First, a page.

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Togo reported its first COVID-19 case on March 6, 2020, and within two weeks, the government adopted a series of public health and social measures (PHSMs), including a two-week closure of all land borders and strict movement controls around the cities of Lomé, Tsévié, Kpalimé and Sokodé; limits on public gatherings, and closure of churches and mosques.
As cases continued to climb around the world, on April 1, 2020, the President of the Republic of Togo, his Excellency Mr. Faure Gnassingbé, declared a state of health emergency and a curfew beginning the next day.
While these measures followed a public health rationale, they also had substantial negative social and economic impacts, and without formal legal backing, were difficult to enforce.
Leveraging the existing legal landscape to slow COVID-19
Before the pandemic struck, Resolve to Save Lives (RTSL), an initiative of Vital Strategies, had been supporting the Ministry of Health to conduct a legislative analysis of Togo’s compliance with requirements for the International Health Regulations (2005)—a legally binding agreement adopted by World Health Organization (WHO) Member States that commits them to develop and maintain systems to find, stop and prevent disease outbreaks and other public health threats. The Ministry requested additional advice on developing legally sound rules to limit the spread of COVID-19. “Togo had a head start on this pandemic because they had already committed to understanding and improving their legal framework that underpins all disease surveillance and response,” said Aaron Schwid, Director of Public Health Law at Vital Strategies.
Normally, the type of strong public health measures taken by the President would have to be passed by the legislature as laws. On March 27, The National Assembly of Togo passed an Enabling Act officially authorizing the executive branch to legislate by ordonnance. Such authorization allows the government, for a limited period of time, to take measures that are normally within the purview of the Parliament. It gave the government the ability to respond quickly and effectively to the pandemic, while safeguarding parliamentary oversight. At the end of the limited period, members of parliament vote to ratify the ordonnances into laws or they cease to have legal effect.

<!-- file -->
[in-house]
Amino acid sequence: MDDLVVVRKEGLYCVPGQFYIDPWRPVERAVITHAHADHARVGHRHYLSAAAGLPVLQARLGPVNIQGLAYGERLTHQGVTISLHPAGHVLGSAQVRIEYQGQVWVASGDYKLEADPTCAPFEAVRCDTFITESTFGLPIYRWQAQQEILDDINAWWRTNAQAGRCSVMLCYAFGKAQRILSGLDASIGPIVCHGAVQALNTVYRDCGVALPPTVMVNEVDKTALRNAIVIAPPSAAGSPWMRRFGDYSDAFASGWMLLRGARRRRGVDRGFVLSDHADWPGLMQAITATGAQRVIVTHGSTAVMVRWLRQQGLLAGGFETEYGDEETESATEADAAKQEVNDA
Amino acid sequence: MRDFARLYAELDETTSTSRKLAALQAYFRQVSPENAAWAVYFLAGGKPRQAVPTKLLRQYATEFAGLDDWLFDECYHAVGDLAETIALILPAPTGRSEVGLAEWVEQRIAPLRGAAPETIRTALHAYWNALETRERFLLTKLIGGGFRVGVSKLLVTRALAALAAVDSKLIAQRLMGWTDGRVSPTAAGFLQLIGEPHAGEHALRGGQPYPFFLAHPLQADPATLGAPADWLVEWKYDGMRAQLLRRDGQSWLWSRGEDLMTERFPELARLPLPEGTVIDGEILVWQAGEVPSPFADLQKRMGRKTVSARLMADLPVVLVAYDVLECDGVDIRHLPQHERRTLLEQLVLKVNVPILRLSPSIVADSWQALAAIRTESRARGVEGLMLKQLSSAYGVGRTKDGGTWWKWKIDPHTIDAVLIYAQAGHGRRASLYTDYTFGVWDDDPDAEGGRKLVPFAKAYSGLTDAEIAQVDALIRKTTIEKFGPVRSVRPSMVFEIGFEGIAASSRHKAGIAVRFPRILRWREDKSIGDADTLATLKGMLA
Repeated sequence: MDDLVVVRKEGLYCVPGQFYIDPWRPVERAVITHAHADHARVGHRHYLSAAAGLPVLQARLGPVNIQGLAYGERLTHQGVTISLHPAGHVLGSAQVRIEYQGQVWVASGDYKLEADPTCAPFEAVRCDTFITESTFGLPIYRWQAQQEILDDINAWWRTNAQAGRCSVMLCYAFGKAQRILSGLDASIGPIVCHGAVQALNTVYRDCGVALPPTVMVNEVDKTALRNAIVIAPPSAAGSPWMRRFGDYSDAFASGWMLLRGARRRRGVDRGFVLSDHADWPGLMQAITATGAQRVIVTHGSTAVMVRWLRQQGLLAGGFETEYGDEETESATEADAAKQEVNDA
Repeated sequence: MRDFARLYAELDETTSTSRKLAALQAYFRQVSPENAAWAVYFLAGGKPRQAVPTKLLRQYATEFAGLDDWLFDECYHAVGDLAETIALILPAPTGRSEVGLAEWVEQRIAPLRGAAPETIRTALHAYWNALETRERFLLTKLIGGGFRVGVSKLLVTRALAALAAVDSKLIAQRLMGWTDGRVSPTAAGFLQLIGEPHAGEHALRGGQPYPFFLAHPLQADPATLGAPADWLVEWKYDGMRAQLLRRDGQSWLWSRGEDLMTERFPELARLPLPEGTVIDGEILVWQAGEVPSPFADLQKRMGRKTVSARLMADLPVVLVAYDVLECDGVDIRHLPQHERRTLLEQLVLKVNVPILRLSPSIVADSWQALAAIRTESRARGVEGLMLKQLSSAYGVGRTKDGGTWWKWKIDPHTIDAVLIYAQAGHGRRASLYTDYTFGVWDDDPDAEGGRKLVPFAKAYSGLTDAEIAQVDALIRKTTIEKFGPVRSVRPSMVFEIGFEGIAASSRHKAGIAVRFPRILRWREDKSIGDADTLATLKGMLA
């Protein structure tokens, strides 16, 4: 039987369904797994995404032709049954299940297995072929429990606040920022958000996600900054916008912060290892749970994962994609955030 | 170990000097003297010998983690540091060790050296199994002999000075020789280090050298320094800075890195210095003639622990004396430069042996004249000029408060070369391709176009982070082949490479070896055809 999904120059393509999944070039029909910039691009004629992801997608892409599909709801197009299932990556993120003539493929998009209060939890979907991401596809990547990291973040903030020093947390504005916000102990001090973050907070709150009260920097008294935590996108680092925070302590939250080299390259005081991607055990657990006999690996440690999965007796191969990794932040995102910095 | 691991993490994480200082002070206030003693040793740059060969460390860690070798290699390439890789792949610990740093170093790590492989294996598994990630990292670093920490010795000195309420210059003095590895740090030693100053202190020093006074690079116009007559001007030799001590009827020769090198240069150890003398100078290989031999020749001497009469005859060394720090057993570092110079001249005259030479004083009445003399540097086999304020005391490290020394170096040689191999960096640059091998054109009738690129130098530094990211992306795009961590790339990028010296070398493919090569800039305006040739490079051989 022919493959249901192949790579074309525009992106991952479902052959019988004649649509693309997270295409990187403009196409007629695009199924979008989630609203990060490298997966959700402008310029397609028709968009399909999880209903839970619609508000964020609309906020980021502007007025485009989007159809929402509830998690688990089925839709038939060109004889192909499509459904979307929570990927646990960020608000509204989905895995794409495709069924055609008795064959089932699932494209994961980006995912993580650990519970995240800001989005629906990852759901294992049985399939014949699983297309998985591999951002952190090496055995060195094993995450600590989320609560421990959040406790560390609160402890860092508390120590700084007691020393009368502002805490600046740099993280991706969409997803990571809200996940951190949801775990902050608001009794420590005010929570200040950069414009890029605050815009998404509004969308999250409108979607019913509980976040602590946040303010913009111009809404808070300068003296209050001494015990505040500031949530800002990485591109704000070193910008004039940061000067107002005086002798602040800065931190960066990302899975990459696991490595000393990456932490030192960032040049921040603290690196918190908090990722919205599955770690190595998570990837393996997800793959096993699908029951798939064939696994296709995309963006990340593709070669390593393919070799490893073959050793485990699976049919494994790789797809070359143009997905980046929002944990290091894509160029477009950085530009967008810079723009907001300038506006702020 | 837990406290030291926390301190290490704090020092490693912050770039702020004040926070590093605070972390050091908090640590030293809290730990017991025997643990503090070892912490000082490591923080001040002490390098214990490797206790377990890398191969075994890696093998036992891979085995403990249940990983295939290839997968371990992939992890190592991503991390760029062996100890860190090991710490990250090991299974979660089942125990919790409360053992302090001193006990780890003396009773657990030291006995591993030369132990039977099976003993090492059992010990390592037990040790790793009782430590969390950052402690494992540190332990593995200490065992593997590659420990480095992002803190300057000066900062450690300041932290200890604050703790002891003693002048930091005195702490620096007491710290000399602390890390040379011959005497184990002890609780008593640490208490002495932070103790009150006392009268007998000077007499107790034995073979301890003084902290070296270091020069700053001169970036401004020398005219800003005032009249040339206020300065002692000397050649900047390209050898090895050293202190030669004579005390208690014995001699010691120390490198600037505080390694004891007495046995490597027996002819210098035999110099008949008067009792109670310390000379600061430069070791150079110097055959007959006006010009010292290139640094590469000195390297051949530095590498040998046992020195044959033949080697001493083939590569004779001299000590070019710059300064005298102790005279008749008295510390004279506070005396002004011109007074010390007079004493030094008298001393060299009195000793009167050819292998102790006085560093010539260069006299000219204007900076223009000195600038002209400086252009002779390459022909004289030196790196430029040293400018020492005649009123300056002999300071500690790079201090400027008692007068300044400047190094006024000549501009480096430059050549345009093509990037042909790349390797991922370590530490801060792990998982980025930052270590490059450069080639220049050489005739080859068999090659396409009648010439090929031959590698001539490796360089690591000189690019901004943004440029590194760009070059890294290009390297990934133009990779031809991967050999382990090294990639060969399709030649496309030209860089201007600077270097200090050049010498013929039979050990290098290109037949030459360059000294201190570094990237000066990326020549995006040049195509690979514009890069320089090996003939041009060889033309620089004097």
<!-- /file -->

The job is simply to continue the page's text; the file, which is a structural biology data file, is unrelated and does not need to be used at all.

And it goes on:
On July 3, the Togolese government adopted two ordonnances to address the pandemic that aligned with international best practice measures. This allows the Togolese government to reduce the burden imposed on individuals, minimize discomfort or distress associated with PHSMs, respect individuals’ dignity, and provide them with the means to comply with these new measures. “People should not have to choose between death by COVID-19 or by hunger,” said President Faure Gnassingbé.
The new measures created mandatory reporting for COVID-19 cases, mandated face masks in public places, permitted certain essential meeting and activities if strict public health measures were in place, allowed local governments to effectively manage the crisis in their localities, and encouraged the use of fines rather than jail time for first time offenders breaching the newly adopted rules. New decrees or arrêtés further detailed the face mask mandate and adapted the public health and social measures introduced by the ordonnances.
Mitigating socio-economic impacts of PHSMs
The government developed several initiatives to mitigate the impact of public health and social measures. They set up an unconditional cash transfer scheme, called the Novissi Program. This program supports Togolese informal workers whose incomes were disrupted by COVID-19. Since its creation, the program has distributed over 11 billion CFA franc to more than 500,00 beneficiaries. Other new support programs include a website dedicated to informing the population about the pandemic situation in Togo and the government response. In addition, the National Assembly authorized the government to grant financial support to those in need—such as delaying rent payments and payments of electricity and water bills and supporting affected companies—to lessen the social and economic impact of the pandemic on the country.
Other socio-economic measures have been adopted to support the people of Togo during the pandemic, such as free water and electricity for certain populations and preventing price gauging of basic commodities including food.
Resolve to Save Lives continues to support the Ministry of Health to review its national legal framework and complement existing laws. With the ordonnances that allow officials to enforce COVID-19 protection measures, while prioritizing the health and well-being of Togolese citizens, Togo can more effectively fight COVID-19. “By improving its legal framework to tackle this pandemic,” said Joël Kossivi ABALO, Head of Legal Affairs at the Ministry of Health of Togo, “Togo is already better prepared to fight the next one. We now want to make sure our learning and efforts are translated into long-term epidemic preparedness in our country.”
Governments need strong legal foundations to protect their people in the face of a health crisis. As governments settle into the long-term fight against the COVID-19 pandemic, supporting laws must find a balance between imposing strict public health measures and reducing restrictions on individuals and society.
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